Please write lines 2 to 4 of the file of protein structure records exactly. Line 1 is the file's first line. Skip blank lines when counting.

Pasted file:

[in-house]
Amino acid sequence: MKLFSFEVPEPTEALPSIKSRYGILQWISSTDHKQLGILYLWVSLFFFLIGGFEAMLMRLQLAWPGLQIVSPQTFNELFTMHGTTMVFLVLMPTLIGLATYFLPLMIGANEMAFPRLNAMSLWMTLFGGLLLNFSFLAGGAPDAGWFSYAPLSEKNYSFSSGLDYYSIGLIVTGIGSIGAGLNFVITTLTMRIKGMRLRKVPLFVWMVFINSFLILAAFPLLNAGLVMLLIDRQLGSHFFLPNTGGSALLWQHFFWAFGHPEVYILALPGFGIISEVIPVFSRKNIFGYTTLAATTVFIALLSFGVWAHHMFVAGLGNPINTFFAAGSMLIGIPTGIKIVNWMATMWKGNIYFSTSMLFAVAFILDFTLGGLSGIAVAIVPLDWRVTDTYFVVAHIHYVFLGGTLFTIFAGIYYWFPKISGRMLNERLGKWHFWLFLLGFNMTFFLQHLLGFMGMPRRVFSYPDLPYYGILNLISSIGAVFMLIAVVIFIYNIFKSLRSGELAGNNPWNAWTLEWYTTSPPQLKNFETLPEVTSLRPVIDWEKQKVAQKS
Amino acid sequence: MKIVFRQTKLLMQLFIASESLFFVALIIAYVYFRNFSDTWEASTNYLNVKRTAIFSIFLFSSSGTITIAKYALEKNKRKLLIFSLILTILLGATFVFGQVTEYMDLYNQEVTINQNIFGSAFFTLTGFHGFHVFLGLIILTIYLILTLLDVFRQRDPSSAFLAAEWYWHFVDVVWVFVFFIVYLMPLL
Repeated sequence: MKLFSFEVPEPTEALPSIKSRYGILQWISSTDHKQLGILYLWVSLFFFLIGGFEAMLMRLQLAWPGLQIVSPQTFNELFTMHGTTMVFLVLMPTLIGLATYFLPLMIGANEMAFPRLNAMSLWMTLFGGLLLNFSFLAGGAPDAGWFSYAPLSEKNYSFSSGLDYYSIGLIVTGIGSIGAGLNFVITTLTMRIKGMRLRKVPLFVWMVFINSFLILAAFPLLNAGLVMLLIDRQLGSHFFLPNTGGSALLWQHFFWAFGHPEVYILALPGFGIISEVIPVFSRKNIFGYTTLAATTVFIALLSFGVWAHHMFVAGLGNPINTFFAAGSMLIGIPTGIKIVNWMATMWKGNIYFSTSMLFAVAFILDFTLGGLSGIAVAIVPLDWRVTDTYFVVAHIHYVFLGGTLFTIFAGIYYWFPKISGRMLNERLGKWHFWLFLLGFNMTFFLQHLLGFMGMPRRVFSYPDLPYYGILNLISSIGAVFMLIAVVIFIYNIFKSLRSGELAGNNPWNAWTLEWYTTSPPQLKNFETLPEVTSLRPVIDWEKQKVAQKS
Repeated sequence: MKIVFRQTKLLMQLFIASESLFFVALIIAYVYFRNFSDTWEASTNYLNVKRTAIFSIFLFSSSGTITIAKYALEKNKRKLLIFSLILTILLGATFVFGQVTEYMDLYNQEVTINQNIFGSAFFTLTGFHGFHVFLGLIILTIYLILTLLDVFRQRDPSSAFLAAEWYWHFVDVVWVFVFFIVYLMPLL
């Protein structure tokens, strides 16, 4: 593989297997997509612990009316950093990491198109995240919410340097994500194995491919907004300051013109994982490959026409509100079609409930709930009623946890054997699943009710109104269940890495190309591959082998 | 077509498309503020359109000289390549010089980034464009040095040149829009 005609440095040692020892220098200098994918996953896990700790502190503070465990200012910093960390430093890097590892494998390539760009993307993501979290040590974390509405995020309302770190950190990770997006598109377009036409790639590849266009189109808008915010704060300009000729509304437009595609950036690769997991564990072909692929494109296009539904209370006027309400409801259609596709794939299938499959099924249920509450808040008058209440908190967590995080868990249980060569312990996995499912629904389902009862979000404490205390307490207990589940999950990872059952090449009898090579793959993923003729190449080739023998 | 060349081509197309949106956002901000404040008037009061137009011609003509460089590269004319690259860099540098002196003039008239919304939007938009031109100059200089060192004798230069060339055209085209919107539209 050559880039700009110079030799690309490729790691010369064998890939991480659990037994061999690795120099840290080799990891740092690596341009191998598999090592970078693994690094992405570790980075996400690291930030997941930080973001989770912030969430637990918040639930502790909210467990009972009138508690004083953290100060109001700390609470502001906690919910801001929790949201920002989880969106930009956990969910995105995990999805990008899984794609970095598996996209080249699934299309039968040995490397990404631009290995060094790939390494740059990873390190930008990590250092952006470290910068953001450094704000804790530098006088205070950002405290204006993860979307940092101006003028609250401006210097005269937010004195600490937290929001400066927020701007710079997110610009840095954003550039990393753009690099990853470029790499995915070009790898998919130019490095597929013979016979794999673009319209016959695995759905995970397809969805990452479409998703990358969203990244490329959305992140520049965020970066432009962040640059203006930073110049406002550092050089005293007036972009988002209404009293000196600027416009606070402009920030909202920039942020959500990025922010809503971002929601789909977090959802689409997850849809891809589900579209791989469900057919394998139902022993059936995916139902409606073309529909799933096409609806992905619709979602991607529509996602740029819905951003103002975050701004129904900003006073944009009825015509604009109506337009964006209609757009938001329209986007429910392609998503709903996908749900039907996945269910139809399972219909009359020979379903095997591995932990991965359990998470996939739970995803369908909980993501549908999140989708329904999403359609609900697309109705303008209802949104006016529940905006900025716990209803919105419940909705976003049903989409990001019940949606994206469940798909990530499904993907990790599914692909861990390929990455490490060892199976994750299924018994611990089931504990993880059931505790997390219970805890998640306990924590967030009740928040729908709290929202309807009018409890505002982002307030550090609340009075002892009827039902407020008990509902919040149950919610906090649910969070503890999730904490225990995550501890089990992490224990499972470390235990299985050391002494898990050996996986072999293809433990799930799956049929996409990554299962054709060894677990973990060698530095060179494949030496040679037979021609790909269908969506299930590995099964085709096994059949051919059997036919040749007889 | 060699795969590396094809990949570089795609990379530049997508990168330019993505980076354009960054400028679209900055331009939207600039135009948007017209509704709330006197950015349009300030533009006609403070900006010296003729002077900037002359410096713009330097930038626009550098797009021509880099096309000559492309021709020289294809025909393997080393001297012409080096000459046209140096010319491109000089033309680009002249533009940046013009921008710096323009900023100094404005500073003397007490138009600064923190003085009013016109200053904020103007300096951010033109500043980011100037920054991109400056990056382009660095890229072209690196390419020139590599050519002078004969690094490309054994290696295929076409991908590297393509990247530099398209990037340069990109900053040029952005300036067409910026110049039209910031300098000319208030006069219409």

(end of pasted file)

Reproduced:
Amino acid sequence: MKLFSFEVPEPTEALPSIKSRYGILQWISSTDHKQLGILYLWVSLFFFLIGGFEAMLMRLQLAWPGLQIVSPQTFNELFTMHGTTMVFLVLMPTLIGLATYFLPLMIGANEMAFPRLNAMSLWMTLFGGLLLNFSFLAGGAPDAGWFSYAPLSEKNYSFSSGLDYYSIGLIVTGIGSIGAGLNFVITTLTMRIKGMRLRKVPLFVWMVFINSFLILAAFPLLNAGLVMLLIDRQLGSHFFLPNTGGSALLWQHFFWAFGHPEVYILALPGFGIISEVIPVFSRKNIFGYTTLAATTVFIALLSFGVWAHHMFVAGLGNPINTFFAAGSMLIGIPTGIKIVNWMATMWKGNIYFSTSMLFAVAFILDFTLGGLSGIAVAIVPLDWRVTDTYFVVAHIHYVFLGGTLFTIFAGIYYWFPKISGRMLNERLGKWHFWLFLLGFNMTFFLQHLLGFMGMPRRVFSYPDLPYYGILNLISSIGAVFMLIAVVIFIYNIFKSLRSGELAGNNPWNAWTLEWYTTSPPQLKNFETLPEVTSLRPVIDWEKQKVAQKS
Amino acid sequence: MKIVFRQTKLLMQLFIASESLFFVALIIAYVYFRNFSDTWEASTNYLNVKRTAIFSIFLFSSSGTITIAKYALEKNKRKLLIFSLILTILLGATFVFGQVTEYMDLYNQEVTINQNIFGSAFFTLTGFHGFHVFLGLIILTIYLILTLLDVFRQRDPSSAFLAAEWYWHFVDVVWVFVFFIVYLMPLL
Repeated sequence: MKLFSFEVPEPTEALPSIKSRYGILQWISSTDHKQLGILYLWVSLFFFLIGGFEAMLMRLQLAWPGLQIVSPQTFNELFTMHGTTMVFLVLMPTLIGLATYFLPLMIGANEMAFPRLNAMSLWMTLFGGLLLNFSFLAGGAPDAGWFSYAPLSEKNYSFSSGLDYYSIGLIVTGIGSIGAGLNFVITTLTMRIKGMRLRKVPLFVWMVFINSFLILAAFPLLNAGLVMLLIDRQLGSHFFLPNTGGSALLWQHFFWAFGHPEVYILALPGFGIISEVIPVFSRKNIFGYTTLAATTVFIALLSFGVWAHHMFVAGLGNPINTFFAAGSMLIGIPTGIKIVNWMATMWKGNIYFSTSMLFAVAFILDFTLGGLSGIAVAIVPLDWRVTDTYFVVAHIHYVFLGGTLFTIFAGIYYWFPKISGRMLNERLGKWHFWLFLLGFNMTFFLQHLLGFMGMPRRVFSYPDLPYYGILNLISSIGAVFMLIAVVIFIYNIFKSLRSGELAGNNPWNAWTLEWYTTSPPQLKNFETLPEVTSLRPVIDWEKQKVAQKS